Everybody's terrific in Jay Presson Allen's romantic-comedy for grown-ups, which she adapted from her own novel for director Sidney Lumet. Alan King is staggeringly right as the self-made billionaire who goes 'round-the-bend when his long time mistress, Ali MacGraw, gives him the boot for sexy, young playwright Peter Weller. The schemes, tantrums & back-stabbing ways of New York’s super-rich have rarely looked more dangerously tempting, believable, appalling or entertaining. And a sidetrip to Hollywood to spar with foxy studio chief Keenan Wynn & his fey G’kid Tony Roberts is equally sharp since Lumet & Allen know the territory and aren’t afraid to show how strong its siren call can be. (Designer Tony Walton also gets in some digs with his OTT L.A. interiors.) Best of all, in a neat bit of casting, is Mryna Loy, in her last film role, as King’s long-suffering, loyal secretary-at-arms; a gal who knows where all the bodies are buried, but who’ll never tell. In fact, great supporting types pop up all over the place, and the pleasing unpolished look from lenser Oswald Morris makes the tight story construction look like spontaneous improvisation. MacGraw gives what must be her best perf (heck, it’s just about her only perf) and Weller is charming as hell. Why doesn’t he get some of those Chris Walken gigs? But the film belongs to King, hilarious & terrifying, especially when he blows, without an intermediate gear shift, like a Yiddish-spewing Vesuvius.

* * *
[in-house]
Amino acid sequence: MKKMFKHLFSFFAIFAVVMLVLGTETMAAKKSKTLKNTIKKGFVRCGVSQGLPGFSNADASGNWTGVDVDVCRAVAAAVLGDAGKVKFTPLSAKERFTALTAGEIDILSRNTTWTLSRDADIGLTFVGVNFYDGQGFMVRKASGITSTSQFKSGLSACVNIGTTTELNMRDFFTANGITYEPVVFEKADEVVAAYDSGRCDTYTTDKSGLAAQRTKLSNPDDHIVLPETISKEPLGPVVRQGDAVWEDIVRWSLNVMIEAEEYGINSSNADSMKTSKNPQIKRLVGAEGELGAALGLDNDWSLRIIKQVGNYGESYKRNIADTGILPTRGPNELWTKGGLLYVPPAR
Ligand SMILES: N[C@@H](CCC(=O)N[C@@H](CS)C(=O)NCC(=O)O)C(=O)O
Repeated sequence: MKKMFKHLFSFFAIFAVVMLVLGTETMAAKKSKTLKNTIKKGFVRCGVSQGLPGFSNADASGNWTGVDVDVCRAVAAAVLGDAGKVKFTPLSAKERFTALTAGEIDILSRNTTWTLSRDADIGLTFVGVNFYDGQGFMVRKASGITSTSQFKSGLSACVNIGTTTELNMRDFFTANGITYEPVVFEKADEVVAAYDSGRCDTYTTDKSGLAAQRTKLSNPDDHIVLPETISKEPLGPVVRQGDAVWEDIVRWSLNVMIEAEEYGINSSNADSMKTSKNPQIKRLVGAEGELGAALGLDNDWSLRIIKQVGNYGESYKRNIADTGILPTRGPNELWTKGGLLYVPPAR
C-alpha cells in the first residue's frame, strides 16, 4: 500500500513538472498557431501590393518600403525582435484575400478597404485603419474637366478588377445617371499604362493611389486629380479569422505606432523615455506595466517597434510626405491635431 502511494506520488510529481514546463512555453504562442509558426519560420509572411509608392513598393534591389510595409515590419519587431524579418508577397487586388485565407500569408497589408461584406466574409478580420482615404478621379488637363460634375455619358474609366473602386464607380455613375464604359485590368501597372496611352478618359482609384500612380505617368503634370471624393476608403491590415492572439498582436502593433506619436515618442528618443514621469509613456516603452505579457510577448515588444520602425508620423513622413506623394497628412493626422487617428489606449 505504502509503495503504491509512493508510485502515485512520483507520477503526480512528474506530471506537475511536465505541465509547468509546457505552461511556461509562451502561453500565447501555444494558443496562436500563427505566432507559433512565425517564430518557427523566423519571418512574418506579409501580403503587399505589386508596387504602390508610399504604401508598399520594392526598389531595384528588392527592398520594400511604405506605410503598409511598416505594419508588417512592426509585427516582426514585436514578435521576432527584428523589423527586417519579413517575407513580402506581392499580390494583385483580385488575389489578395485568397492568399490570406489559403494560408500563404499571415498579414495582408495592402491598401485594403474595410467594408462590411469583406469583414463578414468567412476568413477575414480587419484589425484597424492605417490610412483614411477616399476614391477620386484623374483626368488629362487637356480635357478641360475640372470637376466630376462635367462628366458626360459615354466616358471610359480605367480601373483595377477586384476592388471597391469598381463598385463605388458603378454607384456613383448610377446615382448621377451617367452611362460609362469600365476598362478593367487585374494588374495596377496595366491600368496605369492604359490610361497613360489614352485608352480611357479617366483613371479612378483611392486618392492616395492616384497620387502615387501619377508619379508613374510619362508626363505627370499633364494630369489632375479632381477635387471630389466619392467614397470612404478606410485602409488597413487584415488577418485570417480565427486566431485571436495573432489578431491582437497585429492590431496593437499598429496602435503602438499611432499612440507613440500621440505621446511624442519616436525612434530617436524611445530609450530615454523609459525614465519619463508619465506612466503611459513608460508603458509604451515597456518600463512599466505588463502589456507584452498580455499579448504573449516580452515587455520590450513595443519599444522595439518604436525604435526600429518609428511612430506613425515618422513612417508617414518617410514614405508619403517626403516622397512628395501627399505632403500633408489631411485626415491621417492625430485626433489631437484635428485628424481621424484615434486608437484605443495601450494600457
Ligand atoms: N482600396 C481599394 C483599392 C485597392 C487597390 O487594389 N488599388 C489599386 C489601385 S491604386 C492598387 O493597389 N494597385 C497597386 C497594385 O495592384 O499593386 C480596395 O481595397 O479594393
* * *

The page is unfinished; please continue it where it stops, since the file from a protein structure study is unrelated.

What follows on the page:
DOUBLE-BILL: What a kick to see Loy bow out with a real role and not coasting on nostalgia. Funnily enough, she plays a sort of senior citizen variation on the part Jean Harlow played opposite a young Myrna Loy 44 years ago (!) in the underappreciated WIFE VS. SECRETARY/'36.
CONTEST: Lumet makes a fleeting visual reference to his own past here. Spot it to win a MAKSQUIBS Write-Up of a NetFlix DVD.